You get full-length windows that open up to the upper balcony, with ironwork running across the upper story. This cottage style might be comprised of two or three stories, while hotel structures might take them even further. The design is symmetrical, with the front entrance right at the center on each floor.

The Creole Cottage, which is mostly found in the South, originated in New Orleans in the 1700s.  These two- and three-story homes are symmetrical in design with front entrances placed at the center.

Dutch Colonial

This is yet another American style, but it was first introduced by the Germans or Deutsch people who settled in Pennsylvania. This was around the 17th century, but the style is still appreciated today. Its hallmark is the gambrel roof, featuring flaring eaves that go over the porch area. This makes for an effect reminiscent of a regular barn.

This feature is not surprising, as the earliest Ditch Colonial homes were comprised of just one room. However, there were some additions made to the ends. This made for a very distinctive plan with a linear effect. The end walls are usually of stone here, which gives a nice cooling effect. There might also be a chimney on both ends, though just one is also acceptable.

The sash windows in such structures are double-hung, with wood casements that swing outwards. You may also expect a double doorway in the central Dutch style. Interestingly, the division of the double doorway is in a horizontal fashion, which was once handy for keeping out the livestock while welcoming in air and light.

Victorian

Victorian homes are known for their decorative and elaborate style, which includes those distinctive gingerbread trim, towers, turrets, and bays. A product of the first American Industrial Age, this style usually incorporates asymmetrical shapes; steep, gabled and intersecting roof lines; and large porches. A tower at one end gives a castle-like effect as well as a handy attic if required.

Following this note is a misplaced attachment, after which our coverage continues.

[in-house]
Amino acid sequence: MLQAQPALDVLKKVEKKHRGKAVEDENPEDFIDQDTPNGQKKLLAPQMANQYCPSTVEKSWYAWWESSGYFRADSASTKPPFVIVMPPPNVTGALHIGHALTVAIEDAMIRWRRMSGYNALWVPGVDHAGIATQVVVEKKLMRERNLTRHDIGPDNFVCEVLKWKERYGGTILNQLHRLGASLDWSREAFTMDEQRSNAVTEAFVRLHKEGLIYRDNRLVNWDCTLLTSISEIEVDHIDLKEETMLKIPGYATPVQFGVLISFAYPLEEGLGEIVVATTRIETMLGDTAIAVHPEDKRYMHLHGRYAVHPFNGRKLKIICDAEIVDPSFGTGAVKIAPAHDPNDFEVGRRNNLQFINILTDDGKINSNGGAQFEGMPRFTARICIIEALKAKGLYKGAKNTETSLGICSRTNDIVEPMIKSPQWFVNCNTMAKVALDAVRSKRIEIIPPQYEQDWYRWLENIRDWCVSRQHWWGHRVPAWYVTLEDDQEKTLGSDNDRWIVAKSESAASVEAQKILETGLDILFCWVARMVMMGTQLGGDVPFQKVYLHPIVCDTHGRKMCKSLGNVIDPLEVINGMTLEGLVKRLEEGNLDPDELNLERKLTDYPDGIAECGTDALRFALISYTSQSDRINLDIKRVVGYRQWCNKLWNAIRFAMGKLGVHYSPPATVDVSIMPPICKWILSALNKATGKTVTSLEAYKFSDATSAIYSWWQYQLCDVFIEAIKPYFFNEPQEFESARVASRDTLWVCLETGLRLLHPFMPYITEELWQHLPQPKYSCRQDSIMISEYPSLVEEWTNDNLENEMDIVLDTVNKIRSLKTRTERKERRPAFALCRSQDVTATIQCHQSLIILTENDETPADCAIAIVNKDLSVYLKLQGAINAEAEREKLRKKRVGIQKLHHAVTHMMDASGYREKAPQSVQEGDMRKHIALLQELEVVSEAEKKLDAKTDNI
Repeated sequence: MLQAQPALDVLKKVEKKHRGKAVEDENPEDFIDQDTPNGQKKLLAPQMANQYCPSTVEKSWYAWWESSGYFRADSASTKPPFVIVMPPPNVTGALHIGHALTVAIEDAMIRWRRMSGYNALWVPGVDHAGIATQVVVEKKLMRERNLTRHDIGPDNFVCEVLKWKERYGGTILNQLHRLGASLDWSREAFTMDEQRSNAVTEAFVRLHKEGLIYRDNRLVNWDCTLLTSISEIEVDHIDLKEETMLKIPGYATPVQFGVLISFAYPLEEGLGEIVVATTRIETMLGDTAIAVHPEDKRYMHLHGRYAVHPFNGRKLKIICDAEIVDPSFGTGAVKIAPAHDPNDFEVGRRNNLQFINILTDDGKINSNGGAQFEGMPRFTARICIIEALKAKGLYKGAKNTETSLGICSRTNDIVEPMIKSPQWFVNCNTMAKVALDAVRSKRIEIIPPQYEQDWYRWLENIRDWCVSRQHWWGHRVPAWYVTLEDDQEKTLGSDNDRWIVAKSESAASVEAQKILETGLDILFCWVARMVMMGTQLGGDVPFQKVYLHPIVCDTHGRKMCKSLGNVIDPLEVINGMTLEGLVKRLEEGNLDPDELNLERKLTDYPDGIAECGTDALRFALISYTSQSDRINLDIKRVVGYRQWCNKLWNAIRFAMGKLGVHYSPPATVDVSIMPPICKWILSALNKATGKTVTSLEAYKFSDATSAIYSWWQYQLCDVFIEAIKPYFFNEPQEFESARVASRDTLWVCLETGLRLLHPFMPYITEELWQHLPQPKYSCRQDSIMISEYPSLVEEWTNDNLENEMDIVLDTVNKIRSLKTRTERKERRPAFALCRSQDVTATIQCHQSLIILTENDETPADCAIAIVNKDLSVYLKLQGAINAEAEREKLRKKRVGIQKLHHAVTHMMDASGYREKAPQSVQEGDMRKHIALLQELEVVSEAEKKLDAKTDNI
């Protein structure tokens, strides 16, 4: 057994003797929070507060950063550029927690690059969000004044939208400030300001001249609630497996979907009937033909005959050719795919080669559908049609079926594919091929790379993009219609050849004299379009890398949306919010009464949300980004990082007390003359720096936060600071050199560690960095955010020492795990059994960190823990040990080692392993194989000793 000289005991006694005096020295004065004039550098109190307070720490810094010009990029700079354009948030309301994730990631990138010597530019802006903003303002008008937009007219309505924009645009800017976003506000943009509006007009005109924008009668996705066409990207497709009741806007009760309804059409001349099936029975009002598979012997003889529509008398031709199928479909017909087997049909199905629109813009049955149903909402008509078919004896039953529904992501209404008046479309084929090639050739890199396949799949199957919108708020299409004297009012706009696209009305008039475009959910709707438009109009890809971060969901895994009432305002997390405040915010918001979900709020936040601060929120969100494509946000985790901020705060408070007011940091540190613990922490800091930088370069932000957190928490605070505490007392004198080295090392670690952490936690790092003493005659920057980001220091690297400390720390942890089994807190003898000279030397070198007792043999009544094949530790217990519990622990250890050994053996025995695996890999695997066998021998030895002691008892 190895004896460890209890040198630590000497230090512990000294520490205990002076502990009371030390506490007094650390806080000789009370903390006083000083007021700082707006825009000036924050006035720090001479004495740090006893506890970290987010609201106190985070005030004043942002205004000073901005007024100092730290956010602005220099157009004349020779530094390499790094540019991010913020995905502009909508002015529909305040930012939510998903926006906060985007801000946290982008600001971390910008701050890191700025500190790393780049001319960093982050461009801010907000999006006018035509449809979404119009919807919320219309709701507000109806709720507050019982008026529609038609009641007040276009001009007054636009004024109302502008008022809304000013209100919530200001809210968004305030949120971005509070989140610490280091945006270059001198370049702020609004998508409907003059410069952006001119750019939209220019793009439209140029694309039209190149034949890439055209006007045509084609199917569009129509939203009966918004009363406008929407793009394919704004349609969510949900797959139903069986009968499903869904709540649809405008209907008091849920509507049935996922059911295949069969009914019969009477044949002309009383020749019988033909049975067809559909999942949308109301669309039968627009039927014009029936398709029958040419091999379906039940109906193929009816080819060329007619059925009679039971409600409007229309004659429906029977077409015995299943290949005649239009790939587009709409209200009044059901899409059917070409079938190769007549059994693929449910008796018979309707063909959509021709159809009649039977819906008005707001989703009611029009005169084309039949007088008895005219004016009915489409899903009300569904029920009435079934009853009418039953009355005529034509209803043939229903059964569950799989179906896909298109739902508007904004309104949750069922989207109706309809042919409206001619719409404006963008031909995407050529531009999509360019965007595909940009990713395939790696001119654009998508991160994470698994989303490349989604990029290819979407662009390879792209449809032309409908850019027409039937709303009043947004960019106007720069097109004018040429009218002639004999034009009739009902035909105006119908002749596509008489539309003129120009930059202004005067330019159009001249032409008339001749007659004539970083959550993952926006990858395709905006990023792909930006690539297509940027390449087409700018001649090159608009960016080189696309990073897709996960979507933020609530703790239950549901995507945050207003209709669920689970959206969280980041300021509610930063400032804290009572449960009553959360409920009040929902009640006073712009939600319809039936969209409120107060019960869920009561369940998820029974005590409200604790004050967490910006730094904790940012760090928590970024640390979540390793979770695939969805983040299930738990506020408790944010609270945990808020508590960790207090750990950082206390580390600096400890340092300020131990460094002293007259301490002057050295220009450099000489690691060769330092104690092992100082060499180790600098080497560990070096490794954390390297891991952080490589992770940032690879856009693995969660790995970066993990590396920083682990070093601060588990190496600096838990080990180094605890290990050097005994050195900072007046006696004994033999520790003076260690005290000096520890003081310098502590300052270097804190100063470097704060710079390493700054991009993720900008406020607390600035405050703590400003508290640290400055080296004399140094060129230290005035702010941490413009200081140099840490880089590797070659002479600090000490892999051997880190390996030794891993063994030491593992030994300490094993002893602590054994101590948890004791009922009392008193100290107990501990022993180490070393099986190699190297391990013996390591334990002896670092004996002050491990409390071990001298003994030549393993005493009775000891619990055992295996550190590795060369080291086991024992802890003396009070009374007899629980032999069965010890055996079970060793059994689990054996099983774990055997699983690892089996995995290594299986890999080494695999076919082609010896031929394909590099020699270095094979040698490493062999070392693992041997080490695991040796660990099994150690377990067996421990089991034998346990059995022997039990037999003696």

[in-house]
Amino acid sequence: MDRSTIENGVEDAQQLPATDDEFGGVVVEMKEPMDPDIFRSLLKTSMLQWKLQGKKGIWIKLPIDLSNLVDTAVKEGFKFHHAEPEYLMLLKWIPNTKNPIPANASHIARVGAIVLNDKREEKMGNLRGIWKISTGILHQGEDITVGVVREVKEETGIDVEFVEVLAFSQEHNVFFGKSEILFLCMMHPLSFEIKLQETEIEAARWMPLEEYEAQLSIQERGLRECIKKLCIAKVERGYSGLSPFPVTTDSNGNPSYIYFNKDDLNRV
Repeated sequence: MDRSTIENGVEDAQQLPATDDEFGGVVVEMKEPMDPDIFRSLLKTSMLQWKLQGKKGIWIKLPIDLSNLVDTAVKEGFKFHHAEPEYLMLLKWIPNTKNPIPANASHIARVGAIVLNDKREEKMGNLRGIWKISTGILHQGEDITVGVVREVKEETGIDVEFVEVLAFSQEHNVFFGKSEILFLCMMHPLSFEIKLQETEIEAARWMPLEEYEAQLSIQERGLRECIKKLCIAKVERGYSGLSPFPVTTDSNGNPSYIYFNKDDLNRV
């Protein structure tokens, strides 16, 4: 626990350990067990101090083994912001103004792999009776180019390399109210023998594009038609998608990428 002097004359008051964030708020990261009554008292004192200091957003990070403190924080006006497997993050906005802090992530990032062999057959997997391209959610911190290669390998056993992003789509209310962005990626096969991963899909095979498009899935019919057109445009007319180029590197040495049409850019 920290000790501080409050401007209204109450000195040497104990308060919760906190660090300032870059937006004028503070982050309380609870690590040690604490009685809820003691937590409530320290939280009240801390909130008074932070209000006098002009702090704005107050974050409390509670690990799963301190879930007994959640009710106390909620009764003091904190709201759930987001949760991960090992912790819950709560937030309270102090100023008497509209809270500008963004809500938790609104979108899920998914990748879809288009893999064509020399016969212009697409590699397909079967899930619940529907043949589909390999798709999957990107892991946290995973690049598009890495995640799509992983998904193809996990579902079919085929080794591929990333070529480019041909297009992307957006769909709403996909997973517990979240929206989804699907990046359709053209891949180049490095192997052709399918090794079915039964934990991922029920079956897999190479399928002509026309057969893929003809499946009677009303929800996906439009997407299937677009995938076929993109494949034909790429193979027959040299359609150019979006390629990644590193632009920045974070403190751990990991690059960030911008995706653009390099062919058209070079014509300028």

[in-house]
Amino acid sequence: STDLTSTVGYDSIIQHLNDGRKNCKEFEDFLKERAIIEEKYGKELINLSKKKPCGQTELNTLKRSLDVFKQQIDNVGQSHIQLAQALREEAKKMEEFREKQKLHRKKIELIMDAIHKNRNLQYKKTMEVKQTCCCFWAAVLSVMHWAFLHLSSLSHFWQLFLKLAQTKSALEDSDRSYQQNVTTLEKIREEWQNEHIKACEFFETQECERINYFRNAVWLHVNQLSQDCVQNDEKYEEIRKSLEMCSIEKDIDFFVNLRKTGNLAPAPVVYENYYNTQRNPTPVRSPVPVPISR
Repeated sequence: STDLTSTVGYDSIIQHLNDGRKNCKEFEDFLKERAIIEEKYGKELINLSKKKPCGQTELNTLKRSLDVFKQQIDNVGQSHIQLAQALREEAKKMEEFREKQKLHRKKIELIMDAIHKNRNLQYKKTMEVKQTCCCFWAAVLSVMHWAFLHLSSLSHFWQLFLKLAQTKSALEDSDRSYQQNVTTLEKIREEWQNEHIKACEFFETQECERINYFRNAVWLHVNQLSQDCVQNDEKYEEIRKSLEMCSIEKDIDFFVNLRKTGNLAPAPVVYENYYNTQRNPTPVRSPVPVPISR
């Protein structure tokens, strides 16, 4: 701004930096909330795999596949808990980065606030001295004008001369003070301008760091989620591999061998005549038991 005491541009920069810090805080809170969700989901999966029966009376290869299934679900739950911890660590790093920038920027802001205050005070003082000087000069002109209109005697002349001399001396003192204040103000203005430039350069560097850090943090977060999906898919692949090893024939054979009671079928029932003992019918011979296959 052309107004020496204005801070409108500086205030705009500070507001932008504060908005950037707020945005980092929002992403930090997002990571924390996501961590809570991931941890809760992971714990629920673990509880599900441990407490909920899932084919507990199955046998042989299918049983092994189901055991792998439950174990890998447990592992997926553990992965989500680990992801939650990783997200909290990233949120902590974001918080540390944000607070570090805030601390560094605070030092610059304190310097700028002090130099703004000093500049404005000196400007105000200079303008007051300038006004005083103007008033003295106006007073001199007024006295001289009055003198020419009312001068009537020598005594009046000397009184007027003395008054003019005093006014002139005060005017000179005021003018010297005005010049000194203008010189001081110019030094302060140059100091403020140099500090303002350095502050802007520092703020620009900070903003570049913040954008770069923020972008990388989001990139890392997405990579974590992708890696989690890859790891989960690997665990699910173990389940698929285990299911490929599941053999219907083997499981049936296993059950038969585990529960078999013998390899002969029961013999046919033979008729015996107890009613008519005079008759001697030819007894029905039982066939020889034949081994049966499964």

Farmhouse

Traditionally built in rural areas, the farmhouse architectural style focuses more on functionality than aesthetics. Its roof lines are simple and its windows are usually tall and narrow. Those with a taste for sitting outdoors will appreciate that this style has wide and inviting porches. These are inspired by many 19th century designs.

Cape Cod

Often used in single-story houses, the Cape Cod style has symmetrical window placements, a gabled roof, and a large center chimney. The style was largely incorporated in building houses after World War II. Earlier styles are usually shingled, while modern styles are formed with brick, stucco or clapboard.

In fact, some of the very first residential structures in the United States were in the Cape Cod style. These were usually one-story structures similar to cottages. This simply style caught on and because very popular in the suburbs.

Federal

The Federal was the first style of the newly-formed United States after the Colonial period and was based mostly on the English Arabesque style. It has a symmetrical facade with paneled doors, tall windows, decorated cornices, and dentil moldings. This type of house style can be found in almost every part of the country.

Going Further

If you’re interested in designing homes or are already working on such a career, you might want to have some reference on hand for all the different stylings that are popular today. One such work is titled “The Elements of Style: An Encyclopedia of Domestic Architectural Detail”, and is available in hardcover at the following link:

You’ll find that this book can give you several designing ideas when starting a new project. It will also help you stay true to the history of any particular style. There are photographs, illustrations, and several lines of text to give you an idea of any architectural style.

This work will also make an excellent gift to anyone with an interest in architectural design, restoration, furniture design, or remodeling. It’ll take the reader through 500 years of different architectural styles and their details. Even potential buyers, architects, restorers, and interior designers will find this book a very valuable guide.

Conclusion

As we can see above, popular architectural styles come in several types. When you’re thinking about buying, building, or renting a home, it might be handy to keep these in mind. Having a reference for the different styles will help in deciding which features you’re looking for. Any of these homes will make for great resident living, as long as you know what you want and the style that can help you achieve your dream life.